Yer A Punk Under Pressure | SeMeN SPeRmS SuPeR SiTe

Yer A Punk Under Pressure

    • Thanks Baller
    • Windows, posters, signs, and writings on walls fascinate me. My NY graffiti images are celebrated in the 1974 book The Faith of Graffiti/Watching My Name Go By and the recently released The Birth of Graffiti
    • “Narcissistic tendencies in many people fuels a need to have a large group of “friends” link to their pages and many of these people accept cyber-friends that they don’t even know. This provides an excellent vantage point for FDNS to observe the daily life of beneficiaries and petitioners who are suspected of fraudulent activities. This social networking gives FDNS an opportunity to reveal fraud by browsing these sites to see if petitioners and beneficiaries are in a valid relationship or are attempting to deceive [United States Citizen and Immigration Services] about their relationship. Once a user posts online, they create a public record and timeline of their activities. In essence, using MySpace and other like sites is akin to doing an unannounced cyber “site-visit” on a [sic] petitioners and beneficiaries.”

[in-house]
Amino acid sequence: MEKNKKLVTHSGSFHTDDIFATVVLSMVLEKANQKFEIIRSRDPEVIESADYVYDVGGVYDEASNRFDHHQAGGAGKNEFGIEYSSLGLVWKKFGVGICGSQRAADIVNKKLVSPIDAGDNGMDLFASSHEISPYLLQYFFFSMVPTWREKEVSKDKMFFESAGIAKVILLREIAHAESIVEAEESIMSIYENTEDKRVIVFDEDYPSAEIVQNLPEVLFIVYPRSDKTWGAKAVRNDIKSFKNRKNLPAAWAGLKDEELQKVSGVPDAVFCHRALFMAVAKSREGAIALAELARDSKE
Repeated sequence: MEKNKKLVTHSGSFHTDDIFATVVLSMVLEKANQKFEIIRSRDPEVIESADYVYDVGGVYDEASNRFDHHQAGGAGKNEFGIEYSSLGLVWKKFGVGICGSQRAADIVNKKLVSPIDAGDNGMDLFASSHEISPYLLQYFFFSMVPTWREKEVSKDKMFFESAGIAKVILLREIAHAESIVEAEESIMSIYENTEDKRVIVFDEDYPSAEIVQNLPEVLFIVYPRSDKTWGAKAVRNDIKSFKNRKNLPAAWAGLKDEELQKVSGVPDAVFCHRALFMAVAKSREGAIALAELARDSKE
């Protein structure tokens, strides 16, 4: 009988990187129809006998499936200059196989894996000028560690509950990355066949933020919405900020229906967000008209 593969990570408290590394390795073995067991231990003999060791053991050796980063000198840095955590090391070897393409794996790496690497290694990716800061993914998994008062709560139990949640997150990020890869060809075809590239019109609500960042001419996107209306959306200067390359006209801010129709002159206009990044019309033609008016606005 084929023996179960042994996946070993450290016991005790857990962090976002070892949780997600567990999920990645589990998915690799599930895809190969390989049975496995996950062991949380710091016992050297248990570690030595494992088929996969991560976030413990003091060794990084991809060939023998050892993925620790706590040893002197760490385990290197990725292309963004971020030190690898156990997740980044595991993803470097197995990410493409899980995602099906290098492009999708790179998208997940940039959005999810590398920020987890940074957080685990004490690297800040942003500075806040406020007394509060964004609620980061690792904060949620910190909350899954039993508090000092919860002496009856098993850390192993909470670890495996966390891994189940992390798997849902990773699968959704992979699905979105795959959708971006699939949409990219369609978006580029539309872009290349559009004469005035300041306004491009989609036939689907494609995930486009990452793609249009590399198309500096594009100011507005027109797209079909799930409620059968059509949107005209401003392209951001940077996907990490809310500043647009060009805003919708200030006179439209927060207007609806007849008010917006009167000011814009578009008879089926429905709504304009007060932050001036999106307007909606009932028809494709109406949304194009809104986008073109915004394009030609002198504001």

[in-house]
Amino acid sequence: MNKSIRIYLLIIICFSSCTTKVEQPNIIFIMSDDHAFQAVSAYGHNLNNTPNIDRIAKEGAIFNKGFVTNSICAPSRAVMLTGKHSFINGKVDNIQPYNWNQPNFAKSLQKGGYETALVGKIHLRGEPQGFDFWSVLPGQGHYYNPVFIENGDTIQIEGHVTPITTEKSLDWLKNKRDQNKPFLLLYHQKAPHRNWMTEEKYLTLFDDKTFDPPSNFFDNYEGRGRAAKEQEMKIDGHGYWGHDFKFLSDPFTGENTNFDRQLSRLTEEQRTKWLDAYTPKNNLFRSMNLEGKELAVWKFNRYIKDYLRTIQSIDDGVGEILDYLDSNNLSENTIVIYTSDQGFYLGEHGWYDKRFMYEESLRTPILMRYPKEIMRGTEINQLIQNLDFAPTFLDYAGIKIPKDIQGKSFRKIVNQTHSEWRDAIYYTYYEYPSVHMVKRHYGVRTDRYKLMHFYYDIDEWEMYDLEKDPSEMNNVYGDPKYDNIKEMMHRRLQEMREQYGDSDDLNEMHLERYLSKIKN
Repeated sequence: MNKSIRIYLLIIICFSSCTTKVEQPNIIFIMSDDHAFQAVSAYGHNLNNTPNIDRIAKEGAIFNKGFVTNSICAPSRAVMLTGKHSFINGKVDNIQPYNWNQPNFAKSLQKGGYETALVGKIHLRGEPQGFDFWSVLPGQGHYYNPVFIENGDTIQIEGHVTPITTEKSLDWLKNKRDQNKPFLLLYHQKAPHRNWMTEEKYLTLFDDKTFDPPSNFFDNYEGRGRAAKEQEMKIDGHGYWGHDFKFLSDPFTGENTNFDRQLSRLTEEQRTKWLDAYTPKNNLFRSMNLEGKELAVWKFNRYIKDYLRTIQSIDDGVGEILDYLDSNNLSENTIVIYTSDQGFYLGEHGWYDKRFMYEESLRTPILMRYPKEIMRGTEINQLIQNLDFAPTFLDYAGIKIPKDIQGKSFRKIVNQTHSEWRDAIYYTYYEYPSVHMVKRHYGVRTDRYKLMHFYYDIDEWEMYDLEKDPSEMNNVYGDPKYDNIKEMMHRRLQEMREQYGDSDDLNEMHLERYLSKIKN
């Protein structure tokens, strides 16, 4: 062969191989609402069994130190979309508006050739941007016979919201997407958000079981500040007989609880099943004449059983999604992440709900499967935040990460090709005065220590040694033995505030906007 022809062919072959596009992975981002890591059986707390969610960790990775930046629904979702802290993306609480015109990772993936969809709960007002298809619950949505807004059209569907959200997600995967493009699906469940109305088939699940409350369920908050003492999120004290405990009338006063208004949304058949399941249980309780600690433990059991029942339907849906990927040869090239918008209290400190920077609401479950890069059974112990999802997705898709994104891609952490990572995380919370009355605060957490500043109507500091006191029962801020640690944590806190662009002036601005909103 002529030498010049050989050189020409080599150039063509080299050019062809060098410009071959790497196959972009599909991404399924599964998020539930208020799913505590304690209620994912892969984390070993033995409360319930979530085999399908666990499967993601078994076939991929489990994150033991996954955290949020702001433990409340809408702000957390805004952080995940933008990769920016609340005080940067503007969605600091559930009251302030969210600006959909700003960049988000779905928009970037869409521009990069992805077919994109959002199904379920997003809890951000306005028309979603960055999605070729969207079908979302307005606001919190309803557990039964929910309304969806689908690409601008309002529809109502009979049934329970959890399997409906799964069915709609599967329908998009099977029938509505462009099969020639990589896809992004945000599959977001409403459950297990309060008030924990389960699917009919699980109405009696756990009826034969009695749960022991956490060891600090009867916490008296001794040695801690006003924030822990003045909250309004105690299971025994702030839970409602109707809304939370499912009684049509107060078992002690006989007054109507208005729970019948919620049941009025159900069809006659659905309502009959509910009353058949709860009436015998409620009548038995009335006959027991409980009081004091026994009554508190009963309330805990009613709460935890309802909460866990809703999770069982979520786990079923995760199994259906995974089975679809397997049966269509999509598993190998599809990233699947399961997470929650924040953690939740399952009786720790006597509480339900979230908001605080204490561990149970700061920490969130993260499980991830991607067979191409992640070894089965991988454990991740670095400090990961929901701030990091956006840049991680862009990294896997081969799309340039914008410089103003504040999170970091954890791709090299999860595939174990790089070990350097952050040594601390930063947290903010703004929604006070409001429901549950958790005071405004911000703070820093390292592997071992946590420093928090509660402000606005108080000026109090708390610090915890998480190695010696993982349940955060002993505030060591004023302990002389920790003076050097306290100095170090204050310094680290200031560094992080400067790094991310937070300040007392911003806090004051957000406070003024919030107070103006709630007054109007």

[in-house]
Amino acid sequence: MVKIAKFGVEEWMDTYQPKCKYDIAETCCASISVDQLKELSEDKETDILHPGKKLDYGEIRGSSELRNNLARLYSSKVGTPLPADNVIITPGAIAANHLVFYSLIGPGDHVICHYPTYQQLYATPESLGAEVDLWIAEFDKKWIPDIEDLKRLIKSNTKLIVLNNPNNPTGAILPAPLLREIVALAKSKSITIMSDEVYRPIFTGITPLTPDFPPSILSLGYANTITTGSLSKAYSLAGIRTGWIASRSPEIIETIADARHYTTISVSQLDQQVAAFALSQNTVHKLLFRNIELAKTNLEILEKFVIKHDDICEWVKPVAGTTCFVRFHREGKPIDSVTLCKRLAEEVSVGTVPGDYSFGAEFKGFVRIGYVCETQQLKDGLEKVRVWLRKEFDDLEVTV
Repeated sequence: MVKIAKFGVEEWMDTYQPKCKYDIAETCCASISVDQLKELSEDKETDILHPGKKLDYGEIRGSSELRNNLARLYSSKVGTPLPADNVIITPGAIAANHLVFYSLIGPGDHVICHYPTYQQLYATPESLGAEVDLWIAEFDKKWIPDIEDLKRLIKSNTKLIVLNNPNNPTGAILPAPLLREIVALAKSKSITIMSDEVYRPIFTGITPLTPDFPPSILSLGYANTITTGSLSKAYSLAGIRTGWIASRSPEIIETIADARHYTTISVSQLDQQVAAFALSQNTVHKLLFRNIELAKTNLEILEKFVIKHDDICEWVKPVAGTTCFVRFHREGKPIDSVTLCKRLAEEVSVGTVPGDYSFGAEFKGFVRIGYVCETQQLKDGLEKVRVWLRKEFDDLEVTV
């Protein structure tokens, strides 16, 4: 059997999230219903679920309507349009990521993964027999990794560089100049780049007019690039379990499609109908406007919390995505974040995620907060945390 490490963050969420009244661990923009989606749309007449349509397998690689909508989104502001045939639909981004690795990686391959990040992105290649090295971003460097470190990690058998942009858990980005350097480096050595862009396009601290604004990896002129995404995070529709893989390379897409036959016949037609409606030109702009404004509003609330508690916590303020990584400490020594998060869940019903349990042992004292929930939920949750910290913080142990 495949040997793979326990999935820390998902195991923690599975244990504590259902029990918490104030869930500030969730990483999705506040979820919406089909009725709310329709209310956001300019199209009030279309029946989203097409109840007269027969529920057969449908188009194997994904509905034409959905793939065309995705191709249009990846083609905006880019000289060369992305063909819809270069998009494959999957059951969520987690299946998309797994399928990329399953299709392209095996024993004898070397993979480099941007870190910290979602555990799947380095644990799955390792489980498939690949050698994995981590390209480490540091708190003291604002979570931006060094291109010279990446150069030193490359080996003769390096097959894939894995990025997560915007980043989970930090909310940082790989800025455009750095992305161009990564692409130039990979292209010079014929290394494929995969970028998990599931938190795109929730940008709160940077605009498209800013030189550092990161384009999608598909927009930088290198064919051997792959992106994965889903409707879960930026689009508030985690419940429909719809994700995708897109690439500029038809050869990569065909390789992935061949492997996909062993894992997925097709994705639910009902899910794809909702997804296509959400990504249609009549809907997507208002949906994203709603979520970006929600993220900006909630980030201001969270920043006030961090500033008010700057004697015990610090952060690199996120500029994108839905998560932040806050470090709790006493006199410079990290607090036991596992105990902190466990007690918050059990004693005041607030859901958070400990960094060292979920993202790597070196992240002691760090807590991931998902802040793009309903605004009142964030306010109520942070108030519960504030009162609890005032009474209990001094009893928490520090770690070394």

• Bryan, 46, a writer who lives in Illinois, began supplying his parents about five years ago, after he told them about his own marijuana use. When he was growing up, he said, his parents were very strict about illegal drugs. “We would have grounded him,” said his mother, who is 72. But with age and the growing acceptance of medical marijuana, his parents were curious. His father had a heart ailment, his mother had dizzy spells and nausea, and both were worried about Alzheimer’s disease and cancer. They looked at some research and decided marijuana was worth a try.
    • The wild and eerie Victorian world of Walter Potter, where baby rabbits go to school and weep over their blotted copybooks, and where Bullingdon Club-style squirrels puff on cigars as toads play leapfrog and rat police raid a drinking den, is being reassembled in London, seven years after his creatures were sold and scattered across the world.
    • Violent J explained himself unapologetically to a New Jersey newspaper: “You have to speak their language. You have to interest them, gain their trust, talk to them and show you’re one of them. You’re a person from the street and you speak of your experiences. Then at the end you can tell them: God has helped me.”
    • “Topps’ Ugly Hang-Ups is an unproduced and still little-known test project from 1968, edited by Bhob Stewart and drawn by legendary MAD cartoonist Basil Wolverton. The specimens shown here represent a good sample of the test-run rescued by Topps employees shortly after a focus group of Brooklyn schoolkids killed it — the consensus being that their parents would NEVER let them have them.”

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